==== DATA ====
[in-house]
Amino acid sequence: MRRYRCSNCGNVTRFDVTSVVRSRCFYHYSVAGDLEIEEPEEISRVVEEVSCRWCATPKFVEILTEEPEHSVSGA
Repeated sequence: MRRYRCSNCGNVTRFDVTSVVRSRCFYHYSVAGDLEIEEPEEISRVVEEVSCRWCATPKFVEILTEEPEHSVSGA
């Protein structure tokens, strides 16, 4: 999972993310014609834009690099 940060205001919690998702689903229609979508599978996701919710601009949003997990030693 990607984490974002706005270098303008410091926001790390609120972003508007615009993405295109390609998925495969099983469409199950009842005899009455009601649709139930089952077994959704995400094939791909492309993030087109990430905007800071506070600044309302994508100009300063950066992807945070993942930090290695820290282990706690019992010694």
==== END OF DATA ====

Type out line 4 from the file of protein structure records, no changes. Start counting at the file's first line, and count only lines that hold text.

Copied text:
């Protein structure tokens, strides 16, 4: 999972993310014609834009690099 940060205001919690998702689903229609979508599978996701919710601009949003997990030693 990607984490974002706005270098303008410091926001790390609120972003508007615009993405295109390609998925495969099983469409199950009842005899009455009601649709139930089952077994959704995400094939791909492309993030087109990430905007800071506070600044309302994508100009300063950066992807945070993942930090290695820290282990706690019992010694």